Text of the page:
The Day the Earth Stood Still
December 17, 2008 by Zack
You would think a big budget spectacle like this remake of the 1951 classic would be more fitting to be released in the summer time, when popcorn sci-fi cinema permeates the movie theatres; but I suppose that because this one’s supposed to be “thought-provoking”, it was more suitable at the “thought-provoking” time of year, the winter. I guess we have more time to think now that we can’t go outside and do anything, than we do in the summertime. Unfortunately for this movie, there’s not much thought that’s really being provoked. It’s more like it’s being threatened to stay away.
In the original “The Day the Earth Stood Still”, there is almost a Serling-esque feel to the way the story unravels, and obviously the way it ends, with the choice being left to us whether we want to save ourselves or be destroyed. It’s the misconception of humans that we think that anyone who says “You’re going to be destroyed” by a foreign presence means THEY are the ones who are going to destroy us. It was a very interesting plot–and for its time, it was convincingly executed, special effects wise.
In this modern day remake, we have the gaudy special effects, and the big budget, big screen feel. And this movie fails on every level that the original succeeds on. Well now, that RARELY happens in remakes, huh? What is it about that? Is it just the natural dilution of a remake? Is it just inherent that the remake MUST be devoid of what made the original so good? I didn’t feel that way with the 1978 “Invasion of the Body Snatchers”, or “The Thing”, or “Father of the Bridge”, or even Zombie’s “Halloween” (don’t give me that look!). A remake should be an opportunity to take the original and either see it from a different angle, or improve on what may have made the original…dated. I suppose in the case of “The Day the Earth Stood Still”, the special effects. And they didn’t even really do THAT good a job on this remake, either.
The story resembles the original in a way; but it makes a few fatal changes that completely miss the point of the original. Where it gets the story right is in one of the best scenes in the film with John Cleese, playing a Nobel prize winning scientist, Professor Barnhardt, in which he has an engaging dialog with Klaatu about the fact that “it’s only on the precipice of disaster that we change”. That is very true, and it’s something that, had this remake expanded upon, would have made it a slam dunk. Unfortunately the movie gets so caught up in military action, stuff blowing up, and a very melodramatic and tired story between Helen (played as eloquently as possible by Jennifer Connelly) and her stepson Jacob (played by Jaden Smith, son of Will Smith, who seemed more confused by his own presence than anything else) and their struggles to get along. Since Jacob seems to blame her for his dad’s death, whom she’d only married a year or so prior to, this becomes a principle conflict throughout the film. Like in the original, Jacob’s father died in a war. But unlike the original, this movie fails to bring home the point about war and destruction.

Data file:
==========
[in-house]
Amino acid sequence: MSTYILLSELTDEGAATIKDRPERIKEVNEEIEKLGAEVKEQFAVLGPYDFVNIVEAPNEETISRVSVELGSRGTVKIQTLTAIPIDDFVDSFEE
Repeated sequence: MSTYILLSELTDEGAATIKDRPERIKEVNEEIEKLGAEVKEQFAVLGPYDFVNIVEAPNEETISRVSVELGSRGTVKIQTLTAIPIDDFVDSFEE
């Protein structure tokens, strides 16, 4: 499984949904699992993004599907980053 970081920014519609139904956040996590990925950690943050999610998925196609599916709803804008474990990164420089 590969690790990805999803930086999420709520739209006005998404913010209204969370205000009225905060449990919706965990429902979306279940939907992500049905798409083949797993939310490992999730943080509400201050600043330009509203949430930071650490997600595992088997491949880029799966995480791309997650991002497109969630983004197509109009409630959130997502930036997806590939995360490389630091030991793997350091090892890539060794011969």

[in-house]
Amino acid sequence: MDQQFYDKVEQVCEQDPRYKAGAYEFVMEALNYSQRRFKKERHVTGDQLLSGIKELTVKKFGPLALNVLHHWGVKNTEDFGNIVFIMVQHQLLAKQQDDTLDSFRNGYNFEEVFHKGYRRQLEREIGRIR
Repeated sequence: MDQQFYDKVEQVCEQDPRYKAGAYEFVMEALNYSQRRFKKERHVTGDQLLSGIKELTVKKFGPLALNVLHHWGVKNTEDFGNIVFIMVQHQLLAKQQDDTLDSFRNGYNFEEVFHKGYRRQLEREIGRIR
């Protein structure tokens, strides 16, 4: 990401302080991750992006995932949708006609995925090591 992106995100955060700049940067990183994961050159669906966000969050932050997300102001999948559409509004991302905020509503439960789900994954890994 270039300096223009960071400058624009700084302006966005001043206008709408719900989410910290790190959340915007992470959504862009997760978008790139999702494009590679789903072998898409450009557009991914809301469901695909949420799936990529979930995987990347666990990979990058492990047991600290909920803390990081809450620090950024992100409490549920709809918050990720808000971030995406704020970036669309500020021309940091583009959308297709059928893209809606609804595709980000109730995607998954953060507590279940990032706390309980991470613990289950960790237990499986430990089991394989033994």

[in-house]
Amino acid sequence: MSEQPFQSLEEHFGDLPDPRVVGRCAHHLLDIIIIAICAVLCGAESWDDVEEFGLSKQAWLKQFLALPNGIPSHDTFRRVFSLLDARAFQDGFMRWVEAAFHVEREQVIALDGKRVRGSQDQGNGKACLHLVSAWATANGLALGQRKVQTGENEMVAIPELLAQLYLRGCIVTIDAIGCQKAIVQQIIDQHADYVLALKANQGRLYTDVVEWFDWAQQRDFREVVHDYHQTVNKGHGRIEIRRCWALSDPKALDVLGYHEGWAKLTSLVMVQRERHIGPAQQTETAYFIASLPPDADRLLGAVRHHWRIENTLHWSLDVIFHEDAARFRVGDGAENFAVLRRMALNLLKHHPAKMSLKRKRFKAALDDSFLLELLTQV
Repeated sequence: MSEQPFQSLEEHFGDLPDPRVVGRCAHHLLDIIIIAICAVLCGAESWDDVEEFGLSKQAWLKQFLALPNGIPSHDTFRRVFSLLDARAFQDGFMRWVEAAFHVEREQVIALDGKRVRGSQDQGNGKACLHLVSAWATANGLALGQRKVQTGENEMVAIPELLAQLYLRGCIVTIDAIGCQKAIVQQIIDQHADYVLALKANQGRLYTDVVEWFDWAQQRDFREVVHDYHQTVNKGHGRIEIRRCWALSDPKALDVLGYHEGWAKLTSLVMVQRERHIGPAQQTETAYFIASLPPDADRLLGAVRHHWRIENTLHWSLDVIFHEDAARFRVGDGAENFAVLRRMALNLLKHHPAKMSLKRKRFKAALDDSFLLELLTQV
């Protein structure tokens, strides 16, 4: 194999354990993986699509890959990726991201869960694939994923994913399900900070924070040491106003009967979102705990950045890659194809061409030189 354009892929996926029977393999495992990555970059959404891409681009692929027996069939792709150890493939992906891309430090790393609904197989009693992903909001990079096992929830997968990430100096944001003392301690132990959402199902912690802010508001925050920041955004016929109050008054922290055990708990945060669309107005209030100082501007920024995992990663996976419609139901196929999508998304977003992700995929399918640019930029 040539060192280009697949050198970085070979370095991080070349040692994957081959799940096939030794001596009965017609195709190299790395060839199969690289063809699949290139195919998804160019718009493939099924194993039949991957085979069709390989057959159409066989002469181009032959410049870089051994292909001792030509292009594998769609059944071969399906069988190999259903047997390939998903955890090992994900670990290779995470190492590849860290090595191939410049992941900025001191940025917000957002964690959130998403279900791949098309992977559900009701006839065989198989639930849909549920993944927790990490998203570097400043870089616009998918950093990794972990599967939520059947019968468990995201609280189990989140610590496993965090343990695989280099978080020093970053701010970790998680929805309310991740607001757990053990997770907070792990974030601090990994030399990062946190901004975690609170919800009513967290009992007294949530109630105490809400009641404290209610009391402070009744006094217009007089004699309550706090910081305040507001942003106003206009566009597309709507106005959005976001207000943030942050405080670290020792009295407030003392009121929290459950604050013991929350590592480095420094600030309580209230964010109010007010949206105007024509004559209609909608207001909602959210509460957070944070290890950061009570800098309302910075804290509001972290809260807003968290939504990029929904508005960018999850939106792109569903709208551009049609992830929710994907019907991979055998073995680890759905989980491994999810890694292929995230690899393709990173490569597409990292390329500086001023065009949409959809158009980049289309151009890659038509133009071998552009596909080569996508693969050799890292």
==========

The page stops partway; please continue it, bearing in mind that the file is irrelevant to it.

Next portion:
If you have seen the original, there are many mentions about wars and the destruction humanity imposes on itself. In this version, it seems like this is more just about Americans, which is questionable since this was a plot that was supposed to be about “mankind”, not just American “mankind”. There are a few shots of “footage” from other countries that are going nuts over the “Alien Invasion”–but it looks like…there’s America, then there’s third world countries. I think Klaatu would be disturbed by the filmmakers of this movie, that we are so conceited.
There’s also more of an environmental angle to this film which doesn’t seem to work. Are we destroying our earth by killing each other in wars, or are we destroying our earth because we’re polluting it? In the first case, what difference does it make whether YOU kill us or WE kill us. In the latter, WHAT DIFFERENCE DOES IT MAKE WHETHER YOU KILL US OR WE KILL US?! It would have nothing to do with us, you would just eradicate us!
Because the movie didn’t work in the big picture, a lot of other things fall apart. What do we know about the father of Jacob, for one thing? What kind of dad was he? What kind of husband was he? If it’s so important, and vital in getting Jacob to trust Helen, shouldn’t we know more about their relationship too? No, instead the movie would rather show military operations and Secretary of Defense shenanigans (Kathy Bates who is the overpowering SOD that again shows our arrogance and whatnot). And some of the movie looked like it was borrowing from “Transformers”.
Another thing that got to me was the product placement. Now I know Hollywood does this often, but man ALIVE this is outrageous. Guess where Klaatu has to meet another “visitor” that’s been living on earth for decades?
No, really, guess.
I’ll give you a hint.
Oh, and you will definitely know they use LG cell phones; Windows Vista apparently utilizes Star Trek technology; and there is a thirty second sequence that is one big silent car commercial.
It’s just disappointing that this movie did NOT need to be remade, and again, it is frustrating that they missed it by doing exactly what drove Klaatu’s journey in the first place: it’s more about greed and profit than anything else. Now, do I think the original WASN’T made for money? No, but they at least trusted the writers enough to come up with something that would be marketable AND still retained intelligence.
It’s pretty sad when the BEST thing about this movie was Keanu Reeve’s performance. Unfortunately for him, who also worked on screenplay rewrites, the end result was less than stellar.